Life". There is also vintage BBC footage of the Speak & Spell Tour from the same

The remastered album was released on "deluxe" vinyl in March 2007.


NEW LIFE by Stewart Mason

The opening track from Depeche Mode's debut album, "New Life" does a fine job of
introducing the band's early sound, a mixture of Euro- disco beats, Kraftwerk-
inspired synth textures, and the sort of shameless pop hooks that would largely
disappear from the band when primary songwriter Vince Clarke left shortly after
this album's release. The song's instantly memorable chorus (not to mention the
clever evocation of the Beatles' version of "Twist and Shout" at the end) is an
early indicator of Clarke's unapologetic love of catchy tunes and ear-grabbing
gimmicks, which he would go on to refine in Yazoo and Erasure, but the ultra-
modern electronic arrangement, created by the band in association with Mute
Records head and experimental composer Daniel Miller, balances Clarke's devotion
to ABBA with an of-the-moment sonic palette.


DREAMING OF ME by Stewart Mason

Depeche Mode's first single wasn't a chart success -- in fact, it was such a
flop that it wasn't included on the U.K. edition of their debut album, Speak &
Spell, and only made it onto the U.S. version because someone at Sire Records
apparently felt a bit queasy about the song called "I Sometimes Wish I Was
Dead," which "Dreaming of Me" replaced -- but it's a charming slice of synth pop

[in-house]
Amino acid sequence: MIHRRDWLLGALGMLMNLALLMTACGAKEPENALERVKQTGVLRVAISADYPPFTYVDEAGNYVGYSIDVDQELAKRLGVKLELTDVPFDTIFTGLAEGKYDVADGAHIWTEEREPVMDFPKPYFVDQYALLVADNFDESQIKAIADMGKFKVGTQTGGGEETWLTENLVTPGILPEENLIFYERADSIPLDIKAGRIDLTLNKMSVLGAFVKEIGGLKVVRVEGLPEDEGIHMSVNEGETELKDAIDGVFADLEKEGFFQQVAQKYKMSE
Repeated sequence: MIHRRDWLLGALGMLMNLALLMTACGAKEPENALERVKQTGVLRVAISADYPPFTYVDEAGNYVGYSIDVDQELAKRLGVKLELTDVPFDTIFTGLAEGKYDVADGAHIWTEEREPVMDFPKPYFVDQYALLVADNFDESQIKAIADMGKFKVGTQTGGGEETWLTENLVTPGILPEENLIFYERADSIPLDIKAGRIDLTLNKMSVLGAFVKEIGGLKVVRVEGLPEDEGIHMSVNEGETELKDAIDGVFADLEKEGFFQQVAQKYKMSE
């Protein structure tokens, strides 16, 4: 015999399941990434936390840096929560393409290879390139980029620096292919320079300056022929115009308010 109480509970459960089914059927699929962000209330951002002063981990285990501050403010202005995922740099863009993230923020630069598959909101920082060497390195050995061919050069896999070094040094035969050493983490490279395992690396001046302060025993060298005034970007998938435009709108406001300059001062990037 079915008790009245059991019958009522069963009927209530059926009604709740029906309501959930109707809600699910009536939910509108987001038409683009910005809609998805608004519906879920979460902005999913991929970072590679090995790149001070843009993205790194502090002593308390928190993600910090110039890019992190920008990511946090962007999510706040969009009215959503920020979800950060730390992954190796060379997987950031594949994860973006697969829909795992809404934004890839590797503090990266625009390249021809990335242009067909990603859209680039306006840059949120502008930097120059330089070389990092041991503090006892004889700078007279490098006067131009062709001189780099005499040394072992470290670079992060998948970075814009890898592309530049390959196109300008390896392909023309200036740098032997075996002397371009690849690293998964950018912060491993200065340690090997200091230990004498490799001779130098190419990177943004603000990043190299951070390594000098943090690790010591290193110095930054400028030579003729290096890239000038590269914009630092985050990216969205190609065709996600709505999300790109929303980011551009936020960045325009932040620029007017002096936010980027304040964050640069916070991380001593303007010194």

that neatly sets the agenda of the Vince Clarke-led edition of the band. Despite
the chilly modernism of the all- electronic production, which producer/solo
artist/ Mute Records owner Daniel Miller made sure was entirely au courant,
"Dreaming of Me" is a distinctly catchy pop song, with a twinkling musical hook
and a winsome chorus that Dave Gahan and Martin Gore sing in an absolutely
angelic harmony. Remember that in 1980, when this single was released, the
closest that the new wave of British electronic music had come to a truly catchy
pop single was perhaps Orchestral Manoeuvres in the Dark's "Enola Gay," and
songs like Miller's own "Warm Leatherette" were much closer to the norm.
"Dreaming of Me," though it wasn't a success at the time, was an early harbinger
to a new rapprochement between what had previously been a defiantly anti-
commercial backwater of the post-punk underground and the Top of the Pops.



Light, breezy, throwaway, and all the better for it, "Just Can't Get Enough" was
Vince Clarke's triumphant moment with Depeche Mode, both putting the band on a
firm enough footing to strike out even higher and confirming Clarke's own
songwriting genius. If the desire is for synth pop, this is almost certainly it.
While the early '80s saw England gripped with the synth wave, Depeche, with this
song, overtly married happy, romantic pop sentiments with clean, crisp
technology like nobody beforehand -- and the amount of those following who used
this as a model can't be counted. The true mark of the song's success is that 20
years and a technological revolution on, nothing about the track sounds
specifically dated, it's just a great pop song, sung excellently by David Gahan,
backed with fine harmonies. The beat is big and sharp without being pummeling,
its dancefloor appeal immediate and obvious, the sweet synth melodies spiralling
throughout the track with the greatest of ease. If Depeche had been a straight-
up rock band, this would be a " power pop classic," but the truth is, as
recorded, it was the power poppiest of them all, so intrinsically identified
with band and era that the group plays it to this day, long after Clarke's